Last week, an interesting story in TechCrunch highlighted how a burgeoning technology industry is lifting the salaries of the chief executives tasked with managing everything from wet-behind-the-ears startups to publicly traded giants.
The TechCrunch article featured an anecdote about a hot startup offering a $1 million signing bonus to any chief executive willing to lead it, only to find that offer rejected in favor of another (and presumably richer) one. “We haven’t seen anything like this since 1999,” Brad Stadler, founder of executive-search firm True, told the publication, referring to the height of the dot-com bubble.
Pair that with recent data from the Harvard Business Review suggesting that the pay ratio between CEOs and regular workers has grown larger than ever—the average chief executive makes a tad over $12 million, while the average worker collects an annual salary of $34,645—and it’s clear that it’s a very good time to sit at the top of the corporate heap, especially if you work in tech.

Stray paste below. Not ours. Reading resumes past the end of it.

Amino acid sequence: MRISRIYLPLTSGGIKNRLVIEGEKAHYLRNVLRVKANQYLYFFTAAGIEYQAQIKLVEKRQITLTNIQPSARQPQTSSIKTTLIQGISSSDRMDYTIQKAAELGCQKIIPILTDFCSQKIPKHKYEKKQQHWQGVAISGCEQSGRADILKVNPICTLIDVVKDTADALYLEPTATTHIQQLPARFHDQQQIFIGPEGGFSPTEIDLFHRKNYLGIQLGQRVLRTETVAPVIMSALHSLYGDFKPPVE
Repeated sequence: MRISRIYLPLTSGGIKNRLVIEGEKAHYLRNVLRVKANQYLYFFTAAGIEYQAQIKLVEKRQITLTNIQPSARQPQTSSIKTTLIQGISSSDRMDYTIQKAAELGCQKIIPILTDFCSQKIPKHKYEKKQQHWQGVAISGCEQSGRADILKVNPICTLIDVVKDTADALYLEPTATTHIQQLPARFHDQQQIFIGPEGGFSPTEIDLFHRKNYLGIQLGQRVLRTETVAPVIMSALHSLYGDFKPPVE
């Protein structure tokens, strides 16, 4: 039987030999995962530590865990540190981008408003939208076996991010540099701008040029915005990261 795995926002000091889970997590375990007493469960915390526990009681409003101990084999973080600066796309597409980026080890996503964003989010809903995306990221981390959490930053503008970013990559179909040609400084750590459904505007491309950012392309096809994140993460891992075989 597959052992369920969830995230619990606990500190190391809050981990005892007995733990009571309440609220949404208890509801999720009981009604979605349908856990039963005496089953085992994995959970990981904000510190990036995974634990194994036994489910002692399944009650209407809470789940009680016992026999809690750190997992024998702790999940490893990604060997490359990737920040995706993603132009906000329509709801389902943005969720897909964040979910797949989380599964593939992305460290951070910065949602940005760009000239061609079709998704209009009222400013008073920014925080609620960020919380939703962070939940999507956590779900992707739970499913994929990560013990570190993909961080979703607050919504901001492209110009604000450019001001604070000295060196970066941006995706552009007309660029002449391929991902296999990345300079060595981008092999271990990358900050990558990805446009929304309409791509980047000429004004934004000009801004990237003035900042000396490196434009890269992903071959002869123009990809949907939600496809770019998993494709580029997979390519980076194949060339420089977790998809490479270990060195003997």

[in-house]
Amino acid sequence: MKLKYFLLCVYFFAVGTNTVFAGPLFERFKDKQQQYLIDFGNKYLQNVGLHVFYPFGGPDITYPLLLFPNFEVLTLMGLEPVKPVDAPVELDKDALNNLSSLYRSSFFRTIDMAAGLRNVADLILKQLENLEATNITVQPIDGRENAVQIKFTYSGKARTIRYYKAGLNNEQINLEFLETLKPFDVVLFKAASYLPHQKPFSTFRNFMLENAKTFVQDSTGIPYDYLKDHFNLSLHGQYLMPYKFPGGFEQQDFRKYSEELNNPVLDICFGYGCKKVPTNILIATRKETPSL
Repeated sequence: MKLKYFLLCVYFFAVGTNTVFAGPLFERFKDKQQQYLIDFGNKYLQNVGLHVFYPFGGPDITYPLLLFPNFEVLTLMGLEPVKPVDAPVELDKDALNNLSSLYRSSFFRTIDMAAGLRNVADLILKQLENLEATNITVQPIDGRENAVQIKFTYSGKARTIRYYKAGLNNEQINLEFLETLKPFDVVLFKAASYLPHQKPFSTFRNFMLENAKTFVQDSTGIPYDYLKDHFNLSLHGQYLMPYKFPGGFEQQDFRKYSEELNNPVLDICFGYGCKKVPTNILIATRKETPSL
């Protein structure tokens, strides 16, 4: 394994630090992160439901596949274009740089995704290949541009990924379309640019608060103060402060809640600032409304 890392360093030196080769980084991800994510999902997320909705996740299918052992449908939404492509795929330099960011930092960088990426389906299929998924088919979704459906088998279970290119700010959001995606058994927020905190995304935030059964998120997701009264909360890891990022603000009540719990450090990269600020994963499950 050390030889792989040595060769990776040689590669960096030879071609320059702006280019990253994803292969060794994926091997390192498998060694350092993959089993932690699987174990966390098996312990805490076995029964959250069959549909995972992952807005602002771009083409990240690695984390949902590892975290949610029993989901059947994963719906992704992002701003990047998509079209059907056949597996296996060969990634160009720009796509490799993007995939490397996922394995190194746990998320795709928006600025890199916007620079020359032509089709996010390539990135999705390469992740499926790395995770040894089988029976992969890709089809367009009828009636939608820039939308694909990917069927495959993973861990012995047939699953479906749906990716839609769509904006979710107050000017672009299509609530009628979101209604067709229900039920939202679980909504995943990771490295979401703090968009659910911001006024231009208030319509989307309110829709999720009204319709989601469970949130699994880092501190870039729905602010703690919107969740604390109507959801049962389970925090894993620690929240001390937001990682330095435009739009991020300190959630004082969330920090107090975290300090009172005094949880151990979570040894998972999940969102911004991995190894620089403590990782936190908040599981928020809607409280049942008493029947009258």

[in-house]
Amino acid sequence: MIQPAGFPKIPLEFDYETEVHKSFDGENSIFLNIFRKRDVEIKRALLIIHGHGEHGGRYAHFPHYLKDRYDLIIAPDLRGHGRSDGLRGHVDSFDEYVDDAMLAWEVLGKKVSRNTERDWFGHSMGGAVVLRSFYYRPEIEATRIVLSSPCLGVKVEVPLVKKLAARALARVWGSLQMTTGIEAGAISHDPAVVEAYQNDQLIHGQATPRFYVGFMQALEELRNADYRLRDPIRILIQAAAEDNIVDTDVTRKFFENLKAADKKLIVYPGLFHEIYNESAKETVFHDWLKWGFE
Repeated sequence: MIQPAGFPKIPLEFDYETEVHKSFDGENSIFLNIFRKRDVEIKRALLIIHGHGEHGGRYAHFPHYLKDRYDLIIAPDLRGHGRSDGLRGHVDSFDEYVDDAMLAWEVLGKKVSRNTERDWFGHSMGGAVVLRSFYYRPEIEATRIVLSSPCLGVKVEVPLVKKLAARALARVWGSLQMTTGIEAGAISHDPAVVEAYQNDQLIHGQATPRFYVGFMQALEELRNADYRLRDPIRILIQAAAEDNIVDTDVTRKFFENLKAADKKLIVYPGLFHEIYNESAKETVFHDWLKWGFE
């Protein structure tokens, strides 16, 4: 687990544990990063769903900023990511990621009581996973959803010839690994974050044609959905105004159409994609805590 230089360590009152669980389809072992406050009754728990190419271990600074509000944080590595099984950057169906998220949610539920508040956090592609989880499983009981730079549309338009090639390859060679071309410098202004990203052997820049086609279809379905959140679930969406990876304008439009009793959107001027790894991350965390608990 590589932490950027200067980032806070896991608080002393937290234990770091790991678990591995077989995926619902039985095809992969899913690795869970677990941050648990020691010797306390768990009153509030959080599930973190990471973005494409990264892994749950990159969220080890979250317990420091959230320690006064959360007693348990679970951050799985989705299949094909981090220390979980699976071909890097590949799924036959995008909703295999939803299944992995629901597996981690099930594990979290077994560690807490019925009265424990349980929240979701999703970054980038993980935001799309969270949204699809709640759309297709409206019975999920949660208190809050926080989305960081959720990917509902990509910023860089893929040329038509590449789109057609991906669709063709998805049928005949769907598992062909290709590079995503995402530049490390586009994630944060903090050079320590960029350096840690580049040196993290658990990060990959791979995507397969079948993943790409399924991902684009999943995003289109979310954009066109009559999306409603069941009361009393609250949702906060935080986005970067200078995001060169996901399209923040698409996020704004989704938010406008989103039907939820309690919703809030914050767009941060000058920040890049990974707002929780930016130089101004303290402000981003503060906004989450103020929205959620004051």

While average salaries for tech workers of all stripes have risen over the past year, turning down million-dollar advances is another beast entirely. Some prominent venture capitalists believe that a system in which relatively untested startups pay out truckloads of investor cash for experienced personnel isn’t sustainable, and that we’re due for a “correction” at some future point—maybe within nine months, according to an email reportedly sent by Google Ventures advisor Wesley Chan.
If a “correction” hits, and startups have a harder time obtaining the cash they need to survive, those well-paid executives could have their work cut out for them. How much would you pay for a CEO who could guide your company through a downturn?
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